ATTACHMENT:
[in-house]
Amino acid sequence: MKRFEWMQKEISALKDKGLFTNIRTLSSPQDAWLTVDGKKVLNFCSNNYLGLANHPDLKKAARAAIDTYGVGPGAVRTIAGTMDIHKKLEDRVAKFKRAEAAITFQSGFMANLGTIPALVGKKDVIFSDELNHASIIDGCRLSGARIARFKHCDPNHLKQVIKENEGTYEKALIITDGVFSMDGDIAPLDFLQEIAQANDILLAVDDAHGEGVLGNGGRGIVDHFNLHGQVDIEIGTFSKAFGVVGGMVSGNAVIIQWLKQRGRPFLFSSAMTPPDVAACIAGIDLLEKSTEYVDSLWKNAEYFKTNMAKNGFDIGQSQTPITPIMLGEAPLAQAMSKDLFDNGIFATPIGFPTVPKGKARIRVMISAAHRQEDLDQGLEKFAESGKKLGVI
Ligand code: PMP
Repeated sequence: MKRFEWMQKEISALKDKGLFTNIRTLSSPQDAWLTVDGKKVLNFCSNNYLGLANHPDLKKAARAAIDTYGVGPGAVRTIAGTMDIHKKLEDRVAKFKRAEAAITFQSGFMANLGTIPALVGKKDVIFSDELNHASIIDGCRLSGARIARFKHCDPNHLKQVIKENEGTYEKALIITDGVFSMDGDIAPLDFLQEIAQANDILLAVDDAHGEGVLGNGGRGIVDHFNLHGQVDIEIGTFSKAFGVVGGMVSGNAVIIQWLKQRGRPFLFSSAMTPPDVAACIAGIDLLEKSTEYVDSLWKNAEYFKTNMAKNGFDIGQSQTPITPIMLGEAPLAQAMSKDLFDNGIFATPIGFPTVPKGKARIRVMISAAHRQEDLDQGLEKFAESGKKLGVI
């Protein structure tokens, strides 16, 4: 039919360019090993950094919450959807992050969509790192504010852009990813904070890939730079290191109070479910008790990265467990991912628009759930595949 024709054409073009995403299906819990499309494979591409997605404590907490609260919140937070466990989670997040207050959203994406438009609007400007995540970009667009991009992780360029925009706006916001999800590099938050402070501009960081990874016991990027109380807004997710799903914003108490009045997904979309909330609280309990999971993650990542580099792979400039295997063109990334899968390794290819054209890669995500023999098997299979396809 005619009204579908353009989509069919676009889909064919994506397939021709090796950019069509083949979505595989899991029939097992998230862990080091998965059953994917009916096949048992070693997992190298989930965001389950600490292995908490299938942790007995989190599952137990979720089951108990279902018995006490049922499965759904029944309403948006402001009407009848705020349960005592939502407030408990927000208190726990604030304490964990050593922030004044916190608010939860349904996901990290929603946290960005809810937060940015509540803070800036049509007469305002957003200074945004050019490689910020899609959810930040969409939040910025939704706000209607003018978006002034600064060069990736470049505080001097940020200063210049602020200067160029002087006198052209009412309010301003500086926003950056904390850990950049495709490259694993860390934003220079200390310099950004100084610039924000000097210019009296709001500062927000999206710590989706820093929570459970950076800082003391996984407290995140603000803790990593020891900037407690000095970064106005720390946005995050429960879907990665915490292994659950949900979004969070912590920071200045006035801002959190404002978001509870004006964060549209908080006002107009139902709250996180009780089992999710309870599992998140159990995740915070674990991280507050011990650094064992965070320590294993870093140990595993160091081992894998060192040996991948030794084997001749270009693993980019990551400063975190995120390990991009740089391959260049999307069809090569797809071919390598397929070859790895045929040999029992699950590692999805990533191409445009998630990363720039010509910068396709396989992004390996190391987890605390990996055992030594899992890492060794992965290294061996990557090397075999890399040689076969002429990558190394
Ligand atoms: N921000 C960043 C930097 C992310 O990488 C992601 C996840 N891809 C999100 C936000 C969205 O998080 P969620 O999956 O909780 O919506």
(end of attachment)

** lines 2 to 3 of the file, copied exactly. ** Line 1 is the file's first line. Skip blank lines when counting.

Amino acid sequence: MKRFEWMQKEISALKDKGLFTNIRTLSSPQDAWLTVDGKKVLNFCSNNYLGLANHPDLKKAARAAIDTYGVGPGAVRTIAGTMDIHKKLEDRVAKFKRAEAAITFQSGFMANLGTIPALVGKKDVIFSDELNHASIIDGCRLSGARIARFKHCDPNHLKQVIKENEGTYEKALIITDGVFSMDGDIAPLDFLQEIAQANDILLAVDDAHGEGVLGNGGRGIVDHFNLHGQVDIEIGTFSKAFGVVGGMVSGNAVIIQWLKQRGRPFLFSSAMTPPDVAACIAGIDLLEKSTEYVDSLWKNAEYFKTNMAKNGFDIGQSQTPITPIMLGEAPLAQAMSKDLFDNGIFATPIGFPTVPKGKARIRVMISAAHRQEDLDQGLEKFAESGKKLGVI
Ligand code: PMP